When conversion tracking goes too far - Showtime Digital

When conversion tracking goes too far

03 October 2018 Read 118 times

As marketers we are always being asked ‘what was the ROI?’ In the digital age of consumption that question can be hard to answer. So, we create metrics which will calculate a ‘soft’ conversion, or lower scoring lead, for example capturing an email address.

And sometimes, in efforts to prove ROI, providing a good customer experience is forgotten.

In this article I’m going to show you an online retailer who let marketing objectives trump user experience. And the social backlash which followed.

I’ll also demonstrate how another online retailer is meeting the same marketing objectives, in a more considered way. In fact, I will illustrate how this retailer is going the next level, to stimulate demand in their approach.

If you don’t give people a chance to get to know you, why should they provide their email address?

Online retailer Everlane use a carousel Facebook ad to showcase their sandals to prospective customers.

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As a prospective customer I think ‘Wow fashion and function in one, that’s interesting!’

Acting on my intrigue I click through to shop now.

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Boom! In your face, full screen pop up requesting email details. Let’s look a little deeper…

To view this item, please enter your email below. I’m sorry, what? As a consumer this is a totally jarring experience. They drew me in with product but now I can’t view the product. They asked me to ‘shop now’ but I can’t even begin the shopping process without providing email details?

Customer lost. The shoes didn’t look that great anyway…

And it turns out I wasn’t the only one who thought this.

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Clearly, there’s a way around handing over your email to view the goods, as some comments point out. But let me say, an unsatisfactory user experience will turn people away. But a shocking user experience will evoke complaints…

Is it possible to engage your prospects and stimulate demand?

This question is the marketing trifecta. Tick all these boxes and you have struck gold. Which is exactly what online retailer Petal & Pup have done!

Petal & Pup also use a carousel Facebook ad to showcase their clothing to prospective customers.

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People can click on ‘Shop Now’ and go straight to the item on the website. In testing this out, I’ve found there is a subtle demand-driver at play here.

Quite often, clicking on the item will reveal it is sold out. Many people would say ‘Idiots! Don’t advertise something people can’t buy!’ But in this strategy lies the magic – psychological targeting.

Knowing item has already sold out, is a signal of popularity, therefore elevating the item’s perceived worth. Now the potential shopper has FOMO (Fear of Missing Out). Thanks to Cialdini’s principle – Scarcity, the product has now become highly sought after.

Based on this psychological drive, Petal & Pup take the chance that the shopper might be inclined to enter their email address to receive notification when the product is available again. In doing so, Petal & Pup can send them ongoing emails with product releases and offers to drive shopping purchases across a more cost-effective channel.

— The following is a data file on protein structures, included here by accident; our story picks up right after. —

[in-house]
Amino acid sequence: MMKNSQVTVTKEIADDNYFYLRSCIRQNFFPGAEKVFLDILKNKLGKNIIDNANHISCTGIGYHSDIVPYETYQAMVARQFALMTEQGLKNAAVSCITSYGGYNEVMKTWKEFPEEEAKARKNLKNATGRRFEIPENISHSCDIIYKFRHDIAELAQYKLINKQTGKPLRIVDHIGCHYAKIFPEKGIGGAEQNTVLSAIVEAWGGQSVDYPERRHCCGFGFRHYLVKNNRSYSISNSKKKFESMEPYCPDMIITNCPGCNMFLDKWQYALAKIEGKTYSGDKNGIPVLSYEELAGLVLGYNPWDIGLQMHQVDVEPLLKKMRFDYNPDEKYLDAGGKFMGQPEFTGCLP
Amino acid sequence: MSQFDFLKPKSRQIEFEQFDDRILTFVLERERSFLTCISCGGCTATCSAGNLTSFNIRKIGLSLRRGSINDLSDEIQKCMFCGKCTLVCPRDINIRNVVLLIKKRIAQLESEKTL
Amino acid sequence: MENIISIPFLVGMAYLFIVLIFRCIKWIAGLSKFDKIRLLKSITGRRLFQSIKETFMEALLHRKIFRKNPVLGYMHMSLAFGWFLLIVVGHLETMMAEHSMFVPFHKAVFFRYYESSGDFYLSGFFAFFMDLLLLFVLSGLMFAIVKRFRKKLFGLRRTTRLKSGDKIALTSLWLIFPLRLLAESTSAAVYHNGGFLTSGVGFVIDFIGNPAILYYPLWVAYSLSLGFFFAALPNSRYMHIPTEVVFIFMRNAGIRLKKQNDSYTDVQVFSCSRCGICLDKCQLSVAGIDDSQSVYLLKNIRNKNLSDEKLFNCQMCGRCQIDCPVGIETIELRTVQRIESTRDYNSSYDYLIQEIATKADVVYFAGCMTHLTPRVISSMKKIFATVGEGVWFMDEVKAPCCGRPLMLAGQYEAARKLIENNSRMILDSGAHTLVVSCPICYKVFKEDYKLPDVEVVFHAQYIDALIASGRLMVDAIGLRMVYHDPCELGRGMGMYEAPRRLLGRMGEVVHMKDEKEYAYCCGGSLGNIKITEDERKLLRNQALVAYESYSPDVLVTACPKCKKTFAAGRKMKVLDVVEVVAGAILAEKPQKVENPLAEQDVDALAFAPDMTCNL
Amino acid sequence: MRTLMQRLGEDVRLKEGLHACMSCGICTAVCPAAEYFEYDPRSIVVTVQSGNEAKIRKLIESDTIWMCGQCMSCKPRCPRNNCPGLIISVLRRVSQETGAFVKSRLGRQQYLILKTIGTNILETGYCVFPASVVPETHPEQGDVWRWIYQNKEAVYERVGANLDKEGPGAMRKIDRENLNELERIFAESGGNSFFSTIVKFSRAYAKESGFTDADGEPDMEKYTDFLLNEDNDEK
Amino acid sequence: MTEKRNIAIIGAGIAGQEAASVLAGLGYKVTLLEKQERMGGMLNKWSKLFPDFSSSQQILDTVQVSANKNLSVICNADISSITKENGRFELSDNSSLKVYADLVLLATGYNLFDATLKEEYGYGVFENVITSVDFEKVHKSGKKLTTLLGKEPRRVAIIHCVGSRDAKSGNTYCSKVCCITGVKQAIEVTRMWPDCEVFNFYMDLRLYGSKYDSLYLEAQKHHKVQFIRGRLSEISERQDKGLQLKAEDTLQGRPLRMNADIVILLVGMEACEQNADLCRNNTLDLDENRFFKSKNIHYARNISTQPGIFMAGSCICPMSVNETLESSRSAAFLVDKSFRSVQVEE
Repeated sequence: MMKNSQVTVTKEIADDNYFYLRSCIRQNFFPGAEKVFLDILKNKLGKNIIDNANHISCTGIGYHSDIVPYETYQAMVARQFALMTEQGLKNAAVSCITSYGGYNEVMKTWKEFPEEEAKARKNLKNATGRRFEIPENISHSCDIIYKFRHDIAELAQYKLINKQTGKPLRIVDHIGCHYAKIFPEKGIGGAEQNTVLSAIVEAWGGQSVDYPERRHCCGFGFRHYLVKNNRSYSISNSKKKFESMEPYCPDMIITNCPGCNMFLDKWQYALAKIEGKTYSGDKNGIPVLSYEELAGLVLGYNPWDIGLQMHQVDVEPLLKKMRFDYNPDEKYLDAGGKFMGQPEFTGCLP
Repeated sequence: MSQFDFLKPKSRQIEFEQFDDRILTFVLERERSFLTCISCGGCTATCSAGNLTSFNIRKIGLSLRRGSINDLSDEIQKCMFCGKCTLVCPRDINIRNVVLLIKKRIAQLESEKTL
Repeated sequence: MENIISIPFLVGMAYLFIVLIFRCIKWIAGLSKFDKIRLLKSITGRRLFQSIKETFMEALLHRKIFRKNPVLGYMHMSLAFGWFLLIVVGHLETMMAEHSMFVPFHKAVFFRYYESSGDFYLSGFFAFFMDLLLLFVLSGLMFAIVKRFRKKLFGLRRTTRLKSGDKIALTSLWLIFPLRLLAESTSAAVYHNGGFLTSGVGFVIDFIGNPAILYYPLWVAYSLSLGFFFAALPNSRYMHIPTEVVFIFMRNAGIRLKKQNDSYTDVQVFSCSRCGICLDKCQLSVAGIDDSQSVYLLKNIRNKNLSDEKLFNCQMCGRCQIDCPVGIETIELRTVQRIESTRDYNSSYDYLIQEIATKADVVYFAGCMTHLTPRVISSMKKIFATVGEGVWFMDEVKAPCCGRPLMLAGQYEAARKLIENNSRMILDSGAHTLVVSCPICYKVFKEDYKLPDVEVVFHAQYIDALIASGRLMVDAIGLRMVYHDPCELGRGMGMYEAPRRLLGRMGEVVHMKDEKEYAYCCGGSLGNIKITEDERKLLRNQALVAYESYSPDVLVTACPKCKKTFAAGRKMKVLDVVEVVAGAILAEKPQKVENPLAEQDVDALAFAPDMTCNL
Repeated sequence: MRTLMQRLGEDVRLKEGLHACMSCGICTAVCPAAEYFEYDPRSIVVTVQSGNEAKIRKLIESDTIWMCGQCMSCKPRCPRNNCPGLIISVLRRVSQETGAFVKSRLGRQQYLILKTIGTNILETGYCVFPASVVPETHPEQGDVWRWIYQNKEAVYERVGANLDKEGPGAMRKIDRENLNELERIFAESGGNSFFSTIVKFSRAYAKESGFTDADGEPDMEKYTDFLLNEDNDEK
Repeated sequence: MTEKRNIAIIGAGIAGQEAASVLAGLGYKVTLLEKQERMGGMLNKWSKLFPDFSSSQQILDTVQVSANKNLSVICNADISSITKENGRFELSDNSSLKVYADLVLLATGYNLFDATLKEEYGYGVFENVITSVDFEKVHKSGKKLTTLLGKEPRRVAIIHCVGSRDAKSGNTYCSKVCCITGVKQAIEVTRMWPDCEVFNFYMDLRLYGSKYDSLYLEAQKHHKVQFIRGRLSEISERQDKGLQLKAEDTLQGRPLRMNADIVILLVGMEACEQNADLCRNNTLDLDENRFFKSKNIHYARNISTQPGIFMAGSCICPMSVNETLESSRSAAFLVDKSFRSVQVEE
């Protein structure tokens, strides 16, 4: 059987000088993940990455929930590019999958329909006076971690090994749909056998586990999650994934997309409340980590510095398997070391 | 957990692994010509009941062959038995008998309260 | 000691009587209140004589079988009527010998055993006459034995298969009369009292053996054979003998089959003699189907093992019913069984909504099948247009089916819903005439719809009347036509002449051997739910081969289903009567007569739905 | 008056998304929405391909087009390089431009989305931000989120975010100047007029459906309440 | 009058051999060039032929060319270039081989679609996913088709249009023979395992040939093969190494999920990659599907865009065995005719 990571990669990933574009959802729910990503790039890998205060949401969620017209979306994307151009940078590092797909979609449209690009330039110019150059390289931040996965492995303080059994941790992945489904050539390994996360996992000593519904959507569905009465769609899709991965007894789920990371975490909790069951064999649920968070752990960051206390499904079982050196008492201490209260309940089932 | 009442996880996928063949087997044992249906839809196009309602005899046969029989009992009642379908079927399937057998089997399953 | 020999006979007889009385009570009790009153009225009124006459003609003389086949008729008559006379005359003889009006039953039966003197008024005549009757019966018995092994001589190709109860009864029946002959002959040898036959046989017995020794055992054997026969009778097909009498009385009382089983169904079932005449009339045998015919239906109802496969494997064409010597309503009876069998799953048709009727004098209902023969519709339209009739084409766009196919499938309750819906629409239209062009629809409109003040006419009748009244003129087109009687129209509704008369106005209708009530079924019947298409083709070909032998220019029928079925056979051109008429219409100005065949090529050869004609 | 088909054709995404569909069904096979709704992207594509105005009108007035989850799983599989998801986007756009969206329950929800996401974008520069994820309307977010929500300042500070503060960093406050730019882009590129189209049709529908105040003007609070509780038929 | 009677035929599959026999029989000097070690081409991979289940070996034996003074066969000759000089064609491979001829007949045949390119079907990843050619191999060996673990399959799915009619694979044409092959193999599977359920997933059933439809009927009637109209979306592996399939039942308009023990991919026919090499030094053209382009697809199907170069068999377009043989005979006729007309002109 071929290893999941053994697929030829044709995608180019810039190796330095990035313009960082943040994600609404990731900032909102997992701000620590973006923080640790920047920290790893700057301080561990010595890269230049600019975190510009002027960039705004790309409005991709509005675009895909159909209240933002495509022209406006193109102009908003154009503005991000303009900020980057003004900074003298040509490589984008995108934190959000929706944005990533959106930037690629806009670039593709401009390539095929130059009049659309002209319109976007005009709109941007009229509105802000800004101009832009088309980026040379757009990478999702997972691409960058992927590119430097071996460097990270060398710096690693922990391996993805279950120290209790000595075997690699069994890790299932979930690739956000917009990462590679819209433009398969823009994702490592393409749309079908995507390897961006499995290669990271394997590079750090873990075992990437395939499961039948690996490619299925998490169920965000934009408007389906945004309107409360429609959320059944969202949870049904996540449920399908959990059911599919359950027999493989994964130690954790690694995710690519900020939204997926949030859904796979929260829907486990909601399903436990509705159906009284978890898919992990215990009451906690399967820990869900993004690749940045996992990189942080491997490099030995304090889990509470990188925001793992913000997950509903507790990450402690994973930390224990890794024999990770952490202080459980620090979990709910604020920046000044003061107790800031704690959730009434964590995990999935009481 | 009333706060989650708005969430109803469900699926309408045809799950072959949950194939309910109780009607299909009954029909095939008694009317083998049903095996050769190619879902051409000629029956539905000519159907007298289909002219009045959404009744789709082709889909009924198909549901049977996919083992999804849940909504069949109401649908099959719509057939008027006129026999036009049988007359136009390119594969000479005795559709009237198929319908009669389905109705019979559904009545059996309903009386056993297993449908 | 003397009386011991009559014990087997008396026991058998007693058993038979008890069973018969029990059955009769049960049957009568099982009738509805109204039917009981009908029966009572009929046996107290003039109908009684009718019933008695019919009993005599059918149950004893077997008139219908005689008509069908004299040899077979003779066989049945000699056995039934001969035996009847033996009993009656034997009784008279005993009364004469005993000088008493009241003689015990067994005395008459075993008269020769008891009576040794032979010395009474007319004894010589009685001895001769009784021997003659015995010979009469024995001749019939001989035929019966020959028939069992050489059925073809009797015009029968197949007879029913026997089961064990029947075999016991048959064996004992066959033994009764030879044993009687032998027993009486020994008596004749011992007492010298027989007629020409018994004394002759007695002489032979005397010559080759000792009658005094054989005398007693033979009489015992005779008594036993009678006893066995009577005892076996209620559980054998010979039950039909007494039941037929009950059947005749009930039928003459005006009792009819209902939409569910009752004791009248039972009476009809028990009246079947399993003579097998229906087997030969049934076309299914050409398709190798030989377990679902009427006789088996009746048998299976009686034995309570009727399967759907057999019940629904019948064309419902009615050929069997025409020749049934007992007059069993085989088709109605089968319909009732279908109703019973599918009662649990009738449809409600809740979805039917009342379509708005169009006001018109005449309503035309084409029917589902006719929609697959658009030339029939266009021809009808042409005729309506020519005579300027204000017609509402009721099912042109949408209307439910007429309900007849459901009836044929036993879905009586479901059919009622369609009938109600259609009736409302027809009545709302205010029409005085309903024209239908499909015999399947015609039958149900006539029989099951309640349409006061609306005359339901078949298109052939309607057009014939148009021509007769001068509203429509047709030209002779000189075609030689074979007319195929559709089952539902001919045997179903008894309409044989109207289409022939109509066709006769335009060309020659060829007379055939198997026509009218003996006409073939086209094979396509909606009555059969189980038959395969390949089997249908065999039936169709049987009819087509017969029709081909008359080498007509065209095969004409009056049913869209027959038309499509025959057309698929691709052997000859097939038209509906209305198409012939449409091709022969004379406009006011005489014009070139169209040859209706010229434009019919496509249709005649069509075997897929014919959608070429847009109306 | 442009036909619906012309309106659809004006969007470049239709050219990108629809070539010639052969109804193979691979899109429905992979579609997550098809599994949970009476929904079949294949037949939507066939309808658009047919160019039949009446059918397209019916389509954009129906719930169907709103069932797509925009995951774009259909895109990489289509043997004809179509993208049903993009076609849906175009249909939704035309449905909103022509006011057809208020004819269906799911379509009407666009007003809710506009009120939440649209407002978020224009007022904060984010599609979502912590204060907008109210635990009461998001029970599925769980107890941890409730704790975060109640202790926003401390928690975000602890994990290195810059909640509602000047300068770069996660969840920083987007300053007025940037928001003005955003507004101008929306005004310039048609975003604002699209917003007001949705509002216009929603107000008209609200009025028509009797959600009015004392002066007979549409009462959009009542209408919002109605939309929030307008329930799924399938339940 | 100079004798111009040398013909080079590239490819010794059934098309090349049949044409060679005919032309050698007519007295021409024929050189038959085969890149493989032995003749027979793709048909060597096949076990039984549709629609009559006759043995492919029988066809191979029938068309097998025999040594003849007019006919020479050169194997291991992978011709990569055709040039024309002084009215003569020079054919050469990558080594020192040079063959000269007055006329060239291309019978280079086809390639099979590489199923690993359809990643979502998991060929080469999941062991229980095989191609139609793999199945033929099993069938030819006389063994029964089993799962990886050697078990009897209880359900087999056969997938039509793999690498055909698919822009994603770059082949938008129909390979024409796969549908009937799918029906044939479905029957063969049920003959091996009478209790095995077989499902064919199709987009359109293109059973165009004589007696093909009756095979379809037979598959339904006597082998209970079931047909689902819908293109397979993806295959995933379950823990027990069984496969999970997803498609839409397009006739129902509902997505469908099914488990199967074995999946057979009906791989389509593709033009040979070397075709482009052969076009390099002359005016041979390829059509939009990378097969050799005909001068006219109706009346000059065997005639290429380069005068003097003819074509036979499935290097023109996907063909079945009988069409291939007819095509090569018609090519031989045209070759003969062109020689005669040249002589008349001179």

Let’s see it in action:

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How can this tactic be justified when immediate sales can’t be made?

It’s likely Petal & Pup view Facebook as an awareness channel. They award budget to expand their audience, gain new customers and raise product awareness.

With awareness activities, the measures will be different. They are looking at reach, click through rates, clicks, comments, likes, shares to gauge success, not pure conversions. Tracking conversions on sold-out items is a ‘nice to have’ metric. Tracking the users who sign up can provide an understanding of the customer’s lifetime value, which in turn supports the awareness methodology.

Petal & Pup may find overtime, that the ROI of this type of activity is higher because the lifetime value generated for these kinds of users is higher than those who simply click and purchase.

Who did it better?

Using a similar approach, Petal & Pup were able to deliver a more useful user journey and stimulate demand for their product via psychological targeting. The goal is the same – both Everlane and Petal & Pup are chasing email addresses. Petal & Pup have offset expectation by tying email address to a desirable outcome. Whereas Everlane were brazen in their approach, providing no motive or value for an email address to be given. They are almost opting potential shoppers out, rather than opting them in.

By viewing Facebook as an awareness channel, the shift in measures puts less emphasis on the need for conversions. Conversion anxiety takes a backseat, allowing other metrics to measure performance. In this world, there is less need for overt attempts at capturing a conversion as ROI doesn’t come from the first click, it comes from the lifetime value generated.

At Showtime, understanding the consumer is at the heart of what we do. We love this example of weaving psychological principles into the consumer journey. When we are able to do the same for our clients, we find we are able to create a better user experience and generate better outcomes. If you’re wondering how you can create a similar approach for one of your products, put us to the test by contacting us.

Prue Takle

Prue is a creative in a suit. With degrees in both marketing and creative arts she naturally thinks outside the square, coming up with ideas that will engage audiences and promote larger-scale objectives. Prue enjoys creating synergy between branding and communications, especially when it comes to developing marketing strategy.